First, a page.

Iceland, quite a literary land of ice and fire, is located next to the arctic circle and is famous for its unreal landscapes. Massive glaciers are preserved in national parks and there are several very lively volcanoes with lava fields. Geysers and hot springs are so common that the capital, Reykjavik, is run on geothermal power and is world-known for its massive use of renewable energy.
National parks such as Vatnajökull and Snæfellsjökull, whose names are difficult to spell, let alone pronounce, are home to many natural wonders and breathtaking scenery. Glacier lakes and cascading waterfalls are very common and spectacular, together with northern lights, that is amazing natural phenomena from this part of the world.
Most of the attractions can be reached by following Golden Circle, a round route that can take you to the most popular places, while Route 1 (or ‘Ring Road’) goes around the entire island.
The history of the country since the first Viking settlers is preserved and showcased in National and Saga museums in the capital, where nightlife is also very vivid and diverse.
1. Quick facts
- Official name: Republic of Iceland
- Capital: Reykjavik
- Population: 328,000
- Area: 103,000 sq km (39,769 sq miles)
- Major language: Icelandic
- Major religion: Christianity
- Life expectancy: 80 years (men), 84 years (women)
- Currency: Krona
2. Where is it?
Iceland is located in Europe. It’s an island northwest from the UK in the North Atlantic and on the border with the Arctic Circle. It’s a relatively small country, it is ranked by size as 108th country in the world and 17th in Europe. It is also scarcely populated, on average, there are 3.35 persons in a square kilometer. Iceland doesn’t share any land border with other countries.
3. Visa requirements
As with many countries, your passport must be valid for at least three months after you complete your visit to Iceland, so please plan ahead. Iceland is part of the Schengen agreement and a visa for any of the countries from the Schengen group is also valid for Iceland. A list of countries requiring visas can be found here.
For general details about visa requirements please click here.
For additional information about visa requirements for citizens of the US and Canada, please read important information from this page on Upgraded Points.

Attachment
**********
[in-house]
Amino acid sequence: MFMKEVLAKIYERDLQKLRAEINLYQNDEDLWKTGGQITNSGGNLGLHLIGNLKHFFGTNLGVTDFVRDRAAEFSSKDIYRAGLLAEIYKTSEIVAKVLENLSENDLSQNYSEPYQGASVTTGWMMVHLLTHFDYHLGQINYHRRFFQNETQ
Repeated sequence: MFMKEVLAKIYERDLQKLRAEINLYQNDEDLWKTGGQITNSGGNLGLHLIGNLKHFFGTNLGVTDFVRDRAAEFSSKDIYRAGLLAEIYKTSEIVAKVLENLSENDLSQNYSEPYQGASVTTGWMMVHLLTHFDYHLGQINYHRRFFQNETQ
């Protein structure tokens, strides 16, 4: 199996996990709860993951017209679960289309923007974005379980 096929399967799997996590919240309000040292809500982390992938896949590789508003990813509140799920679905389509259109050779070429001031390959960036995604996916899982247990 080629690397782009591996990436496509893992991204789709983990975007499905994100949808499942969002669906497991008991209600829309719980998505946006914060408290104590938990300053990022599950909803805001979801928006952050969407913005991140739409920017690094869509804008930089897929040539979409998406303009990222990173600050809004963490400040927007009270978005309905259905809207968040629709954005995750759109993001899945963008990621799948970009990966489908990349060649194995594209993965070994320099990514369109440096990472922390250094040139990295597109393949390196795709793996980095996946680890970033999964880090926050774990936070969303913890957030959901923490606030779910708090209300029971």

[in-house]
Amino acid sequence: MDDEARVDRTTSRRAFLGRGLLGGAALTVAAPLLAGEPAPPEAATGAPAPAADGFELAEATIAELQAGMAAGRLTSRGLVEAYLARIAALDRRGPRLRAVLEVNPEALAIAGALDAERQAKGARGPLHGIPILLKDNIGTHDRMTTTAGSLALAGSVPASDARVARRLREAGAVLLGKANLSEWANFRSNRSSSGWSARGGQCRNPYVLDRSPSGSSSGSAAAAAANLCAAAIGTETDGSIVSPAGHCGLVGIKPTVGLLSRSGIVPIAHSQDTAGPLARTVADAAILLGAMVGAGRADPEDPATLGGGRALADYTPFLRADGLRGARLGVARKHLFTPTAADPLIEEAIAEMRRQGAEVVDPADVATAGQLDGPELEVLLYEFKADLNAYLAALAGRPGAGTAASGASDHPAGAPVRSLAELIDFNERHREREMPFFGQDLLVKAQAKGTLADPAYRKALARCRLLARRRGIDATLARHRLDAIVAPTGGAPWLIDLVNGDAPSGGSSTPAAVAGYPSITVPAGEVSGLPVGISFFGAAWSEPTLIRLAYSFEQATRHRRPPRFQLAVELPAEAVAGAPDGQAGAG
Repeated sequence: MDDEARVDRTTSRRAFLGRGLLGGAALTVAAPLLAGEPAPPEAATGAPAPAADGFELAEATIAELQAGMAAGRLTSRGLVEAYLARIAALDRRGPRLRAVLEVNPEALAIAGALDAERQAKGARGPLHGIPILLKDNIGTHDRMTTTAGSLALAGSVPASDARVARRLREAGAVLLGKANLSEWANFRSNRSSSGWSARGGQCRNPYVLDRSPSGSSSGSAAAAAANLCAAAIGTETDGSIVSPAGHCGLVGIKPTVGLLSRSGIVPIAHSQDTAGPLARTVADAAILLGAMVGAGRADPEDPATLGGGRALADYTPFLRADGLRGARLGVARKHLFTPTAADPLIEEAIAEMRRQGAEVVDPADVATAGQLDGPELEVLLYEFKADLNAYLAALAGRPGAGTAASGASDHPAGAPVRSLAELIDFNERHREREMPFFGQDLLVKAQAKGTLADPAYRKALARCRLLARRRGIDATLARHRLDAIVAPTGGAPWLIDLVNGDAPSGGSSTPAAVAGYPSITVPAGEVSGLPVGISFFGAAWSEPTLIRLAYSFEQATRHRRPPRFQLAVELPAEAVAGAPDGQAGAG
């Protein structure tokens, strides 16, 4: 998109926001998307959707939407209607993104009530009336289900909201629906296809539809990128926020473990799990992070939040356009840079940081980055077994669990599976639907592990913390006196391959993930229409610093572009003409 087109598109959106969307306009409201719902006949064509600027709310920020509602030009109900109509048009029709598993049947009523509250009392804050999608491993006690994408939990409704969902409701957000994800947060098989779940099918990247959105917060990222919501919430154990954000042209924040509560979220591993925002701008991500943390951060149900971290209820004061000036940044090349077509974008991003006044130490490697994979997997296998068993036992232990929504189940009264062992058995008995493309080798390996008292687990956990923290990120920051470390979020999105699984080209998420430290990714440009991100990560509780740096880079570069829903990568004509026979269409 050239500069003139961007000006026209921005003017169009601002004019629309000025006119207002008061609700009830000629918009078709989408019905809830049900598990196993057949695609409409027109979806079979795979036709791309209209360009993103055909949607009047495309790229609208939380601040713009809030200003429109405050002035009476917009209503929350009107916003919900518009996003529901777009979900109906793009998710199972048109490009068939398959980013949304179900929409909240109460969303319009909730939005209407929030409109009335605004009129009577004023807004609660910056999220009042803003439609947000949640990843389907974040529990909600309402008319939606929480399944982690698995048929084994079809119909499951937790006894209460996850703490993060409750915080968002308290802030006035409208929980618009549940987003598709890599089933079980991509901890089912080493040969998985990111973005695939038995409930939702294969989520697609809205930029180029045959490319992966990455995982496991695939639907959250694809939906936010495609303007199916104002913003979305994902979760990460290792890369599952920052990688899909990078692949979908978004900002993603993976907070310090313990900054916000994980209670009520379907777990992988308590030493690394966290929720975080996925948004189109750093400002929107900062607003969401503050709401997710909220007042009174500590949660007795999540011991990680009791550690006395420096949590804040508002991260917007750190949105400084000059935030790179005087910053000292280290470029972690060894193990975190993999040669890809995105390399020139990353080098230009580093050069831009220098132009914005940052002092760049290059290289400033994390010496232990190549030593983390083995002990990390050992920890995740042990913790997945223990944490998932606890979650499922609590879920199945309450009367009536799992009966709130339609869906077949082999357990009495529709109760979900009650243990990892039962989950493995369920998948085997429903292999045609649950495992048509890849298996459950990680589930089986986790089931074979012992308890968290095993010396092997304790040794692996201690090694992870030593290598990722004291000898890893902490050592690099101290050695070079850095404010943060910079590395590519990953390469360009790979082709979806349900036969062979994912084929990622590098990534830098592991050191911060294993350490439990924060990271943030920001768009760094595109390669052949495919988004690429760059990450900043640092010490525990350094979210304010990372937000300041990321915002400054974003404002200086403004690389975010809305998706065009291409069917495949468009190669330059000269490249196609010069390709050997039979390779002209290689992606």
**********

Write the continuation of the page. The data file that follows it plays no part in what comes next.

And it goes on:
4. Getting there
Getting to Iceland is fastest via its main airports: Keflavik International Airport (KEF), Akureyri Airport (AYE) and Egilsstaðaflugvöllur (EGS).
Here are some ticket offers from the US:
5. Where to stay in Iceland?
Depending on where you want to go visit in Iceland, and what is your budget and preferences, your options for accommodation can go from standard hotels or Airbnb rentals, hostels, guesthouses, farm stays, and camping.
Click here for more info about lodging in Iceland.
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6. Moving around
Iceland has a network of bus lines, ferry routes, and domestic airports for traveling between cities/sites. This is in the case you are organizing your own trip. In that case, traveling around Iceland can be done easily by car rental so you can be independent in your travel.
In case you travel via organized tour, the operator will organize your transport around the country.
Within Reykjavik, you can easily reach attractions by walking or by renting a bicycle, or call a taxi (no Uber in Iceland yet).
More info about transport in Iceland can be found here.
To move between cities you can also rent a car, which you can do online from our website or from many car rentals.
7. Food in Iceland
Being an island nation, Iceland’s cuisine is heavily fish and sea food-oriented, although there is also lamb meat in the equation. There is also whale and puffin meat on the menu, but this one is a bit controversial. We prefer whale and puffin watching (while they are alive) instead.
Here are some recommendations from Icelandic cuisine:
Harðfiskur (stockfish, dried fish), more of a snack and eaten straight from a bag or rolled in butter. Plokkfiskur (fish stew), this one is more traditional and exists in many variations elsewhere. Humar (Icelandic lobster), grilled baked, or fried.